- It marked the 50th anniversary of the assassination of Robert F. Kennedy
- It marked D-Day, the anniversary of the day on which the “Allies’ invaded Europe to end World War II
- It marked the end of Shloshim, for my friend and the man who had been President of Hebrew Union College – Jewish Institute of Religion, Rabbi Aaron Panken z"l.
I must confess. I recently watched the movie Coco, and I immediately considered that perhaps without Memory those events and those people no-longer exist. Even in the “hereafter” whatever one’s concept of that might be, if people don’t remember, can’t say their ‘name,” in whatever form, then even their “life in the world to come” (to borrow a Jewish phrase) ends. I think it is another way of saying that our Memory is how meaningful lives continue in this world, through how we integrate their being into ours in some small way.
Consider June 6th, 2018. It commemorated an event of 74 years ago, an individual from 50 years ago, and a death just 30 days earlier. Yet they all needed to be remembered. Perhaps each for a different specific purpose:
We mark the end of Shloshim to enable us to move forward in our daily lives after suffering an existential loss. We ourselves must be able pick up our own aching soul and re-enter a world that is missing something significant for us. We are on a journey to find a new type of wholeness in what has become a very broken world. In a way it kicks us out the door to find our way.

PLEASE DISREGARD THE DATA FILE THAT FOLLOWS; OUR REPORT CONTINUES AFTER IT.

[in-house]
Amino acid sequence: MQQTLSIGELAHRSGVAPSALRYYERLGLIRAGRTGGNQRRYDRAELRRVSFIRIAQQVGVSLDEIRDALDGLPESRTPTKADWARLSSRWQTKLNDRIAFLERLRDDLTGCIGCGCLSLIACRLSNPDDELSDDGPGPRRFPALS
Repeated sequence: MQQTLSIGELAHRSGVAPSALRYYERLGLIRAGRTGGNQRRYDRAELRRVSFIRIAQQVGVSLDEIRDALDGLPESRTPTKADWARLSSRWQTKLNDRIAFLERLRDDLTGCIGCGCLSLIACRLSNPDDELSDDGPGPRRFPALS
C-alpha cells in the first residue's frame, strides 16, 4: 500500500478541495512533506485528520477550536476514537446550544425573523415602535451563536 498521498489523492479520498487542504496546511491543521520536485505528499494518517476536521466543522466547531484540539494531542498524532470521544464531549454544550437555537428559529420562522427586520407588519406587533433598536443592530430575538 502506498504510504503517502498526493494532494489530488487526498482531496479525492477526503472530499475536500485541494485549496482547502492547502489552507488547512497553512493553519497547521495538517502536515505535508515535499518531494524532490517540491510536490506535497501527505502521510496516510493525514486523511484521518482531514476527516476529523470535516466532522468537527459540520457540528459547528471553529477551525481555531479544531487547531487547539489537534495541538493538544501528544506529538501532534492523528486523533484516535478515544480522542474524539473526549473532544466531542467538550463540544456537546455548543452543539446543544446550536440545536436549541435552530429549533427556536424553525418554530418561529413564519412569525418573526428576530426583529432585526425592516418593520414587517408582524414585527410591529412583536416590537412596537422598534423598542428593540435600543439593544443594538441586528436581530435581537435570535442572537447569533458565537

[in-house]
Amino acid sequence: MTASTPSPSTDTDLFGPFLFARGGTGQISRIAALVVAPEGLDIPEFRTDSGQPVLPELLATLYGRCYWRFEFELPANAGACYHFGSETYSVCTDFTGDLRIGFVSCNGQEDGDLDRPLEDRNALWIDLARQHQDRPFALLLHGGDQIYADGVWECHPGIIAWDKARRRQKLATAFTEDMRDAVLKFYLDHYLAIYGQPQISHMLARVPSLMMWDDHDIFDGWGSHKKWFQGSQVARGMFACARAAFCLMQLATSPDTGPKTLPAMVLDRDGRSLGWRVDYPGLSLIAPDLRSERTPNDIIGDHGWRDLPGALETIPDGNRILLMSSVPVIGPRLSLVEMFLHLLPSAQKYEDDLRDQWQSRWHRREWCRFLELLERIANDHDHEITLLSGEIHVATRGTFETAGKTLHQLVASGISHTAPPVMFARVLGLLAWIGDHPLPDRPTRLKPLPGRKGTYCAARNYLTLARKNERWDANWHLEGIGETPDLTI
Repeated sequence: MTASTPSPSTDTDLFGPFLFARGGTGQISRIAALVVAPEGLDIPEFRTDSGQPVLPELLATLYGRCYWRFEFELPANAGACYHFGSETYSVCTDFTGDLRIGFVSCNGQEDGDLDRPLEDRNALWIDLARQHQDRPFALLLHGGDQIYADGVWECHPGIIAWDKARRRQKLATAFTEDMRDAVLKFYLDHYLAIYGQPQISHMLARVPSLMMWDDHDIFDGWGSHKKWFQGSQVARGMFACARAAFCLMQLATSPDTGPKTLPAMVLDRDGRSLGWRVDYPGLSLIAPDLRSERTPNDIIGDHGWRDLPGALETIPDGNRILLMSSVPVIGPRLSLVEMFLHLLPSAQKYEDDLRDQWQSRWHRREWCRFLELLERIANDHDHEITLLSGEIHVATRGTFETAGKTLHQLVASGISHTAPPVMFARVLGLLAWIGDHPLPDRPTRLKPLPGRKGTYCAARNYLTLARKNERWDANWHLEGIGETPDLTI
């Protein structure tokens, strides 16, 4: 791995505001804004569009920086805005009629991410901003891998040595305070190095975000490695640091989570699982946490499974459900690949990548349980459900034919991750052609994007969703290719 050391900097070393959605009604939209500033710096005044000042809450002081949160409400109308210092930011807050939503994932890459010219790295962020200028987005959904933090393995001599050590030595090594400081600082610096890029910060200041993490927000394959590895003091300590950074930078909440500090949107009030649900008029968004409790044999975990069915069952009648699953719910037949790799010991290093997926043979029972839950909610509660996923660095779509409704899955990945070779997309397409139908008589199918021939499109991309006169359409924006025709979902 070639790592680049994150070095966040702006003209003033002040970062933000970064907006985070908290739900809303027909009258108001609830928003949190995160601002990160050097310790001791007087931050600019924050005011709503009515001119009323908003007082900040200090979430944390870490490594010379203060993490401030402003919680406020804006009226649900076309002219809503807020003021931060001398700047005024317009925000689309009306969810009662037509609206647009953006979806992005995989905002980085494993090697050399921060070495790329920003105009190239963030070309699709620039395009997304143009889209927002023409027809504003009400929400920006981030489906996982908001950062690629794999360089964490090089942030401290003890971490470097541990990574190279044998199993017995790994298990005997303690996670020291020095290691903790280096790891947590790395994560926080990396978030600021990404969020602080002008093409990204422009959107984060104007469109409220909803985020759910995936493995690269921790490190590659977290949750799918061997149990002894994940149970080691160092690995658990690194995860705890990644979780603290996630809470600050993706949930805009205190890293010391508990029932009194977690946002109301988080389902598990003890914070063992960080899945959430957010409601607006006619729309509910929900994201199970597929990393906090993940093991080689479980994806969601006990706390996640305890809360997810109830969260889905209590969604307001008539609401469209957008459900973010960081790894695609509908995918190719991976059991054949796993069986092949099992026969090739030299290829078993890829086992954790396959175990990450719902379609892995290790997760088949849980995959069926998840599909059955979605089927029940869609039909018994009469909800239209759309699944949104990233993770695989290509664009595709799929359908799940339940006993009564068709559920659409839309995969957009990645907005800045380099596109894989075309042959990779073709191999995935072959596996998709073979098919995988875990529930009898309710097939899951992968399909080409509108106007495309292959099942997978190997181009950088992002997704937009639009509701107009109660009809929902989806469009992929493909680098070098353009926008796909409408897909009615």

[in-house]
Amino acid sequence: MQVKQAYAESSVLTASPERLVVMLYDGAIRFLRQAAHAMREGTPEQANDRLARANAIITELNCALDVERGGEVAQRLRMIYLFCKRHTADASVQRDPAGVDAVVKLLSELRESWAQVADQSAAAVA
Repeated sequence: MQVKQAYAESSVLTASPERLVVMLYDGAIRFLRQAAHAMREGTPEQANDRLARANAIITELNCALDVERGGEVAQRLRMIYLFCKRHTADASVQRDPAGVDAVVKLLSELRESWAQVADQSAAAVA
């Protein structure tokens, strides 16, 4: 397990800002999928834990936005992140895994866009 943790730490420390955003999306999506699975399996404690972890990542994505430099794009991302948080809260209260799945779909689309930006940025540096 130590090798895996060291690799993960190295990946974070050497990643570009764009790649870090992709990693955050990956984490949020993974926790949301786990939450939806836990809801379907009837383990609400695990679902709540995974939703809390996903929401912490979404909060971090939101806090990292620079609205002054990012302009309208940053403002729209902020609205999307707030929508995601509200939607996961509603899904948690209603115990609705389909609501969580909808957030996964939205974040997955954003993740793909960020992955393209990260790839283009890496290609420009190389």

We remember D-Day to be aware of and perhaps imagine the sacrifices we might have to make in response to a call to duty. Watching boats of young men heading to the Normandy beaches holds me in awe of what it takes to confront fears and to move forward when called to duty.
We remember Robert F Kennedy because of his growth into a man of vision, dreams and higher, noble causes. It isn’t his death I want to be reminded of, rather it is his vision and imagination for what might be if we too can act for a better world for all people.
June 6th 2018 I think helped me think of Memory as being about the future and not about the past. It is the lessons and inspiration of those experiences and perhaps most importantly of those people we loved that lead us to better futures.
Yes, Memory is not about the past. It is about the future.
Your donation will make it possible to offer this important experience to more of those who face The Actual Dance.